There was an "organic" pellet feed produced in Australia a couple of years ago.... but it was only sold by the pallet load, which was beyond what most aquaponicists needed or could afford...

Interest from "commercial" aquaculture was limited, and due to the fact that it didn't include the traditional perservatives etc... a large part of the initial production run ended up spoilt before it could be sold...

The manuafacturer hasn't produced another batch since, but has indicated he would consider doing so if the demand warranted it...

The feed was trialed by a leading aquaculture research station, and found to produce similar growth rates in Silver Perch in comparison to traditional pellet feeds...
Greener said:
does anyone know much about turning fish remains into fish food?

Another question -- I don't have a good idea of how much fry a small (backyard) hatchery operation could produce, but could the fry provide a decent feed base to the larger fish? Am I sick to think of this?

How nutritious is tilapia (either as fry or as carcass fishmeal) for tilapia?
If you can get some good high protein feed for the fry, you could probably produce lots. I know I was feeding my chickens a net full of pumpkin seed sized fry a day for a while last summer. But the fry do need high protein feed so one would need a good culture of tiny animals going to feed them, or have to buy the high protein fish fish meal to get them to not eat each other.

sick, who's sick, we talk about growing maggots here for crying out loud!!!!! Feeding fish to fish isn't such a big deal. (however adult tilapia are not likely to eat live fry, you would probably have to process them into fish meal to add to your mix to make your own feed. Catfish that are fed well on pellets are too lazy to try and catch tilapia fry and fingerlings which are really fast. Trout might be another story but not temperature compatible with tilapia fry production. I don't know about blue gill.

Greener said:
Greener said:
does anyone know much about turning fish remains into fish food?

Another question -- I don't have a good idea of how much fry a small (backyard) hatchery operation could produce, but could the fry provide a decent feed base to the larger fish? Am I sick to think of this?

How nutritious is tilapia (either as fry or as carcass fishmeal) for tilapia?
hahaha, sicko..

Thanks for great reply TCLynx. I might look into this a little more. I'm skeptical it would be worth the costs & effort..
In reply to your post about AquaFarms Fish Food, I'm sorry that you didn't read further .... we take PayPal and USPS Postal Money Orders ..... too many bad personal checks, cashier's checks, and 7-11 money orders has caused us to shy away from anything but the two types mentioned above. That $7 per pound is for 1 or 2 pounds, which will provide a high quality feed to the homeowner who raises cichlids/goldies etc. We have a bulk price list available upon request for those who are interested in larger quantities. We sell on eBay, DIY Aquaponics, and other places. Our fish food uses no-terrestrial animals, nor their feces, (no mad cow disease, no Brucellosis, no trichina worm infested pork, which has been approved for fish food by the FDA) no hormones, no drugs, no steroids, and no chicken feathers (a no-value filler which is called a "binder"). The idea of using terrestrial animal products for tilapia feed is abhorent, since they would not eat this kind of protein in the wild, nor are their digestive systems equipped to assimilate it into the body. Tilapia will grow 1 pound for every 1.2 pounds of food they eat, but only if it is quality food. Take a look at your dog food, if it is all grains you will have a heckuva mess to clean up in the yard, but if you feed them a quality food, they assimilate it into strong bones and muscle. It's the same way with Tilapia, if you feed them garbage, they won't gain that needed weight, it will all end up on the bottom of the tank as feces. Tilapia, unlike the salmonids are Omnivorous --- while they are young, say, up to the fingerling stage, they are carnivorous, as they grow older, they become Herbivorous. That is the reason for the two different types of foods we sell. Up to fingerling stage, we feed a high protein 55%, high fat 17%, feed which is more directed at the carnivorous needs of the fish, and as they grow into the Young Adult stage, we feed a lower protein 42%, and lower fat 14%, which is more herbivorous in nature. This food can also be used for invertebrates, salmonids, carp, perch, and catfish. We have many customers who like our food, so we invite you to go to our website and order a sample before you decide. All ingredients are available on our website at www.AquaFarmsFishFood.webs.com. Also, you can read our feedback on eBay. This food may be considered expensive by many fish farms who only care about making money, not about the health of the people who eat the fish, but as the old adage goes, you get what you pay for! We are mostly selling to people who are passionate about what goes into the animal that they intend to put into their own stomachs and of their friends and families. Just one more thing .... Every dollar you spend for high quality fish food is a dollar less that you will spend at the grocery store. We currently have a sale on DIY Aquaponics for the members there if you want to give us a try.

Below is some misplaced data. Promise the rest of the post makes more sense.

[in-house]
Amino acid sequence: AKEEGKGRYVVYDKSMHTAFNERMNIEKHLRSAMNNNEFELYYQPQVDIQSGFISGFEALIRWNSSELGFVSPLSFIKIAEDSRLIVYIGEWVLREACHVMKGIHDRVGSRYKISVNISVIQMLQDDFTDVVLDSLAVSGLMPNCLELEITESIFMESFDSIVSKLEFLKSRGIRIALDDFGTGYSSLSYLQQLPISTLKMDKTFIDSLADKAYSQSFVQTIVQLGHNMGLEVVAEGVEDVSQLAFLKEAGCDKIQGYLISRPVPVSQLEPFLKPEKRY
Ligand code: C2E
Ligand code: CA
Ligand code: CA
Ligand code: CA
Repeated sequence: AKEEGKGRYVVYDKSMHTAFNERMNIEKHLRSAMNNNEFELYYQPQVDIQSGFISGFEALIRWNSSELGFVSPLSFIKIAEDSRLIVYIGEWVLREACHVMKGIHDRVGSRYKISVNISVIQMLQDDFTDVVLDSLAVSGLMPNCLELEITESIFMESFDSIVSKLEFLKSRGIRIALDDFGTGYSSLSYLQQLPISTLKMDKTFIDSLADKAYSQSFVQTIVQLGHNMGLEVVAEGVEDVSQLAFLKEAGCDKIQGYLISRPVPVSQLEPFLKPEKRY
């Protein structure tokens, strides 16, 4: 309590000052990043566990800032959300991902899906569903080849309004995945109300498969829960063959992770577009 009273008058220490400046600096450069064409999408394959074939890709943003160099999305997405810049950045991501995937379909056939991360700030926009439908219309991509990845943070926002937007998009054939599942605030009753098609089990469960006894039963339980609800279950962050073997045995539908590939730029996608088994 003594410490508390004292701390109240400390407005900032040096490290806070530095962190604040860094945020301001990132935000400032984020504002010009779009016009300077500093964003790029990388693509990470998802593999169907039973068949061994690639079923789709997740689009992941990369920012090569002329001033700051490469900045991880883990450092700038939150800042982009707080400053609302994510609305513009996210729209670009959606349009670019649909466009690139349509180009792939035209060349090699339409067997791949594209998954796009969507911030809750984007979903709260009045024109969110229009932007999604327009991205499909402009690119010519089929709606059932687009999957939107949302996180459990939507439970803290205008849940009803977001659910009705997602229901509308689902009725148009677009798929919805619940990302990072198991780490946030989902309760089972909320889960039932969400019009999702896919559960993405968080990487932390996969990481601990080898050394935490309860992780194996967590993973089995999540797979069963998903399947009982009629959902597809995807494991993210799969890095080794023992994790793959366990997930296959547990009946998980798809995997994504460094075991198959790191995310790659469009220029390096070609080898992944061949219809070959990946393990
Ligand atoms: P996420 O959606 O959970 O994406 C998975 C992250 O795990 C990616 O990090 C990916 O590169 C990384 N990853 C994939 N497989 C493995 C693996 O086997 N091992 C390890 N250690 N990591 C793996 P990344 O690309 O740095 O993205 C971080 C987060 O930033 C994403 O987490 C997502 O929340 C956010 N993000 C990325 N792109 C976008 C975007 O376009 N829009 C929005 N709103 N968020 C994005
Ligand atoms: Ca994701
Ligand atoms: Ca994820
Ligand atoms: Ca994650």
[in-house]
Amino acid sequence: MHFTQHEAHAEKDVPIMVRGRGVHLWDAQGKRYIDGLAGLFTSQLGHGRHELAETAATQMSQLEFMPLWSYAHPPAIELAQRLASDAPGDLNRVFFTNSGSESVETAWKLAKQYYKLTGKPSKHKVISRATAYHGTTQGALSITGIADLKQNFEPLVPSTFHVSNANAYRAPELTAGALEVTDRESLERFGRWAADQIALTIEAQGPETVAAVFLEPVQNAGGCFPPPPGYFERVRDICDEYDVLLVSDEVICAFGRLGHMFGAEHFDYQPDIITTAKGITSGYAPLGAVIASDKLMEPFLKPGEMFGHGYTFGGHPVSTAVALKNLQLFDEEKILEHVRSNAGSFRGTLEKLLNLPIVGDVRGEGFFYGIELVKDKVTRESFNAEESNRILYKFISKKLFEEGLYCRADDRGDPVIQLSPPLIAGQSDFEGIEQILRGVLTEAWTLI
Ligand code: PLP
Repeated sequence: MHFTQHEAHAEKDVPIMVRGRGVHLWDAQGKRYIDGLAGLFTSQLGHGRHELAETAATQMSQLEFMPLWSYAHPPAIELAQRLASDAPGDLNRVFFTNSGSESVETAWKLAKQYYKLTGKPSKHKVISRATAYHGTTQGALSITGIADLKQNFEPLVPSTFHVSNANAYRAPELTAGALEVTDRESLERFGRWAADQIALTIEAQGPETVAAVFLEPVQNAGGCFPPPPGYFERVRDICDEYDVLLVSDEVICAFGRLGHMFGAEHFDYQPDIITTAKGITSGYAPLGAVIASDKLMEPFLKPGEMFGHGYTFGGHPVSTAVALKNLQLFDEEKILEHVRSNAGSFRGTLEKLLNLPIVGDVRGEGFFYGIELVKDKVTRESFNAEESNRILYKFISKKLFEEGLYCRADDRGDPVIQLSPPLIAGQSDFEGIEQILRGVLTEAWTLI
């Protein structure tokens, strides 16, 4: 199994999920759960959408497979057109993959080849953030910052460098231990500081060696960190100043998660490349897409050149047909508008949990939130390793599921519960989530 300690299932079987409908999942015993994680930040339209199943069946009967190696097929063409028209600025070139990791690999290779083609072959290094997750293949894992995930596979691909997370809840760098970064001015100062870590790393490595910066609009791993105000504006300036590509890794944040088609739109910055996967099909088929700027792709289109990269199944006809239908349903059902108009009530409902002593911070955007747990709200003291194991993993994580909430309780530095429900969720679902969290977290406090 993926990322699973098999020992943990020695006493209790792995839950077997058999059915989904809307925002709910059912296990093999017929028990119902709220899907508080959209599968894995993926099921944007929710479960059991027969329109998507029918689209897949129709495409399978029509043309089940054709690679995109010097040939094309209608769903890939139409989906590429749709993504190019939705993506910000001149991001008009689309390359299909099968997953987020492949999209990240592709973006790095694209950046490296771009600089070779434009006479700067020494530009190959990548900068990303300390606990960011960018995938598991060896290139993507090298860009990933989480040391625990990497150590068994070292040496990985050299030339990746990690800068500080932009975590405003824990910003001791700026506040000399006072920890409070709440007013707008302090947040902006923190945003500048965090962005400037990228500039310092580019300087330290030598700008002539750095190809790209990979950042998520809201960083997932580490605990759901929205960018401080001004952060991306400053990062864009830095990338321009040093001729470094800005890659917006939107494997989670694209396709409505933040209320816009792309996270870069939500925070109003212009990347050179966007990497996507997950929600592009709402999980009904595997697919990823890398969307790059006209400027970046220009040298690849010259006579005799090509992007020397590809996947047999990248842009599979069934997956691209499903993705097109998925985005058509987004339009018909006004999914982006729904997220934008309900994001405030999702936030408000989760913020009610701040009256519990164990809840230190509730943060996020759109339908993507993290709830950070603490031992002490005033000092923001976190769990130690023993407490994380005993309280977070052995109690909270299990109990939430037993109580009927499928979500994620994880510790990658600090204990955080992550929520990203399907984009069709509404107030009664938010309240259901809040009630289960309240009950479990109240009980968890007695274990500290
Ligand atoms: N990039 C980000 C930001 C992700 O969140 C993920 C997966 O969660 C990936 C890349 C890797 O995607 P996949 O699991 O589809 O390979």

Reply to Discussion

RSS

© 2024   Created by Sylvia Bernstein.   Powered by

Badges  |  Report an Issue  |  Terms of Service